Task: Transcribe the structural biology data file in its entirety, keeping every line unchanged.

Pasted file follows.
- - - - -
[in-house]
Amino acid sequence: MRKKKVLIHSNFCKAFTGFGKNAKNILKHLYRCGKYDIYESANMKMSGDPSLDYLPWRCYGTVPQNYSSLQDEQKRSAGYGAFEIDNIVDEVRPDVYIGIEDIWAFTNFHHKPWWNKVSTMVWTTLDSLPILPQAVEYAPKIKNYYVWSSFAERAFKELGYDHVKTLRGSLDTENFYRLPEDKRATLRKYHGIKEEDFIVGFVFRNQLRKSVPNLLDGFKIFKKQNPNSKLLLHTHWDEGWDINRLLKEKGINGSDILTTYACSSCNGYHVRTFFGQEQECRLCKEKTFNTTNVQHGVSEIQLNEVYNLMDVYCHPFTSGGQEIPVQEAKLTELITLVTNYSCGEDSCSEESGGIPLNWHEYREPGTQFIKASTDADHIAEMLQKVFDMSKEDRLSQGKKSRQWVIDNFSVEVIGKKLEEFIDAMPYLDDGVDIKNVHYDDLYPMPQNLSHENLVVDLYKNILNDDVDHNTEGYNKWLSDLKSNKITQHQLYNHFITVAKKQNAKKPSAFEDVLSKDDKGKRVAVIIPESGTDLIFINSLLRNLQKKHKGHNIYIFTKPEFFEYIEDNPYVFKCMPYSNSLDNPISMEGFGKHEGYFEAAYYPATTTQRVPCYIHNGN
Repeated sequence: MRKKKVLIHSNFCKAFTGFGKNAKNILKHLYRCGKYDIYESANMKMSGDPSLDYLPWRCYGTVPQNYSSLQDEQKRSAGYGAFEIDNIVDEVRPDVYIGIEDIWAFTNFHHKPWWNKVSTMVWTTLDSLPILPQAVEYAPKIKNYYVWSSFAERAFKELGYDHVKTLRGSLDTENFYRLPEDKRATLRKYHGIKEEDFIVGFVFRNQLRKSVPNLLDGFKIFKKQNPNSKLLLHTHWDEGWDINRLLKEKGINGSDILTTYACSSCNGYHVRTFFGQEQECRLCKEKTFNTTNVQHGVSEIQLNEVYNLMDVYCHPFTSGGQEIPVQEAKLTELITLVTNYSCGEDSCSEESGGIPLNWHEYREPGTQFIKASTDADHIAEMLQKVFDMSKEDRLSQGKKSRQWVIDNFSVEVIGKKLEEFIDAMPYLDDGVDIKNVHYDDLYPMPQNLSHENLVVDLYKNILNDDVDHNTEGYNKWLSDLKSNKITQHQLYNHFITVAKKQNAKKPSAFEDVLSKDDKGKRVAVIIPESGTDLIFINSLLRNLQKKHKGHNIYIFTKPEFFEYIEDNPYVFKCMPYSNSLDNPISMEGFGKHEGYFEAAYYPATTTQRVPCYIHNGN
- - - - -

[in-house]
Amino acid sequence: MRKKKVLIHSNFCKAFTGFGKNAKNILKHLYRCGKYDIYESANMKMSGDPSLDYLPWRCYGTVPQNYSSLQDEQKRSAGYGAFEIDNIVDEVRPDVYIGIEDIWAFTNFHHKPWWNKVSTMVWTTLDSLPILPQAVEYAPKIKNYYVWSSFAERAFKELGYDHVKTLRGSLDTENFYRLPEDKRATLRKYHGIKEEDFIVGFVFRNQLRKSVPNLLDGFKIFKKQNPNSKLLLHTHWDEGWDINRLLKEKGINGSDILTTYACSSCNGYHVRTFFGQEQECRLCKEKTFNTTNVQHGVSEIQLNEVYNLMDVYCHPFTSGGQEIPVQEAKLTELITLVTNYSCGEDSCSEESGGIPLNWHEYREPGTQFIKASTDADHIAEMLQKVFDMSKEDRLSQGKKSRQWVIDNFSVEVIGKKLEEFIDAMPYLDDGVDIKNVHYDDLYPMPQNLSHENLVVDLYKNILNDDVDHNTEGYNKWLSDLKSNKITQHQLYNHFITVAKKQNAKKPSAFEDVLSKDDKGKRVAVIIPESGTDLIFINSLLRNLQKKHKGHNIYIFTKPEFFEYIEDNPYVFKCMPYSNSLDNPISMEGFGKHEGYFEAAYYPATTTQRVPCYIHNGN
Repeated sequence: MRKKKVLIHSNFCKAFTGFGKNAKNILKHLYRCGKYDIYESANMKMSGDPSLDYLPWRCYGTVPQNYSSLQDEQKRSAGYGAFEIDNIVDEVRPDVYIGIEDIWAFTNFHHKPWWNKVSTMVWTTLDSLPILPQAVEYAPKIKNYYVWSSFAERAFKELGYDHVKTLRGSLDTENFYRLPEDKRATLRKYHGIKEEDFIVGFVFRNQLRKSVPNLLDGFKIFKKQNPNSKLLLHTHWDEGWDINRLLKEKGINGSDILTTYACSSCNGYHVRTFFGQEQECRLCKEKTFNTTNVQHGVSEIQLNEVYNLMDVYCHPFTSGGQEIPVQEAKLTELITLVTNYSCGEDSCSEESGGIPLNWHEYREPGTQFIKASTDADHIAEMLQKVFDMSKEDRLSQGKKSRQWVIDNFSVEVIGKKLEEFIDAMPYLDDGVDIKNVHYDDLYPMPQNLSHENLVVDLYKNILNDDVDHNTEGYNKWLSDLKSNKITQHQLYNHFITVAKKQNAKKPSAFEDVLSKDDKGKRVAVIIPESGTDLIFINSLLRNLQKKHKGHNIYIFTKPEFFEYIEDNPYVFKCMPYSNSLDNPISMEGFGKHEGYFEAAYYPATTTQRVPCYIHNGN